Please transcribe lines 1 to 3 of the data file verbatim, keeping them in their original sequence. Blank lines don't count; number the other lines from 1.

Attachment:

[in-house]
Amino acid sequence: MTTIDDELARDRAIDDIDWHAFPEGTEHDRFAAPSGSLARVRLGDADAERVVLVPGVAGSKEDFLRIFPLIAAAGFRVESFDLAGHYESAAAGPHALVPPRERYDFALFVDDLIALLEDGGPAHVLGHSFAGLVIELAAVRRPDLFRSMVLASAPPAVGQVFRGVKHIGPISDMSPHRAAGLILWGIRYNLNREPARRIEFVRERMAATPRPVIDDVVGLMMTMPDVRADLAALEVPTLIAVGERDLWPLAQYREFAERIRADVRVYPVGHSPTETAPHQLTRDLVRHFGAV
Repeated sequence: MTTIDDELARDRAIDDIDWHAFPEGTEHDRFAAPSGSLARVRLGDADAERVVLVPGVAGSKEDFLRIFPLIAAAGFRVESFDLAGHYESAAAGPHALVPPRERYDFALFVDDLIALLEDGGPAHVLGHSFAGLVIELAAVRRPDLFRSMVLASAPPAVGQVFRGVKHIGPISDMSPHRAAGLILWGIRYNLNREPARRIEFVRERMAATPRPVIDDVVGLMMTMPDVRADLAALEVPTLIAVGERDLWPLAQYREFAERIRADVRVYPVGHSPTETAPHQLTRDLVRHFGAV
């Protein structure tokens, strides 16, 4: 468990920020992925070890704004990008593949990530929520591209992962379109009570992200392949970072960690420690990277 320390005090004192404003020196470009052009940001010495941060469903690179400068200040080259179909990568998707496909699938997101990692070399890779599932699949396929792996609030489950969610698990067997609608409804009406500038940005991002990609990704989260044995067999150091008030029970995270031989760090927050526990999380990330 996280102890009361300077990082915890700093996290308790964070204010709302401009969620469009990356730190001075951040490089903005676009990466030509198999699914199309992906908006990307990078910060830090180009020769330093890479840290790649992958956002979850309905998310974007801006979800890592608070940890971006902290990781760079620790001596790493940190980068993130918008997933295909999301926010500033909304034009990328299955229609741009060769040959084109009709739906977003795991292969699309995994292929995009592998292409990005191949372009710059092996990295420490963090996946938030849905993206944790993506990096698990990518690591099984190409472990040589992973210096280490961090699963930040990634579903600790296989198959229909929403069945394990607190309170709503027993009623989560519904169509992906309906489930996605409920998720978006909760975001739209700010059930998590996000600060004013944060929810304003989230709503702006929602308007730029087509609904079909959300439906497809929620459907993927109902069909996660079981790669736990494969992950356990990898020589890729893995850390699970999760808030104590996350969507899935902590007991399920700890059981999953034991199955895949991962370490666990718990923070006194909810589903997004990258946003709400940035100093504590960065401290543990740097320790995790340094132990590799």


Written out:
[in-house]
Amino acid sequence: MTTIDDELARDRAIDDIDWHAFPEGTEHDRFAAPSGSLARVRLGDADAERVVLVPGVAGSKEDFLRIFPLIAAAGFRVESFDLAGHYESAAAGPHALVPPRERYDFALFVDDLIALLEDGGPAHVLGHSFAGLVIELAAVRRPDLFRSMVLASAPPAVGQVFRGVKHIGPISDMSPHRAAGLILWGIRYNLNREPARRIEFVRERMAATPRPVIDDVVGLMMTMPDVRADLAALEVPTLIAVGERDLWPLAQYREFAERIRADVRVYPVGHSPTETAPHQLTRDLVRHFGAV
Repeated sequence: MTTIDDELARDRAIDDIDWHAFPEGTEHDRFAAPSGSLARVRLGDADAERVVLVPGVAGSKEDFLRIFPLIAAAGFRVESFDLAGHYESAAAGPHALVPPRERYDFALFVDDLIALLEDGGPAHVLGHSFAGLVIELAAVRRPDLFRSMVLASAPPAVGQVFRGVKHIGPISDMSPHRAAGLILWGIRYNLNREPARRIEFVRERMAATPRPVIDDVVGLMMTMPDVRADLAALEVPTLIAVGERDLWPLAQYREFAERIRADVRVYPVGHSPTETAPHQLTRDLVRHFGAV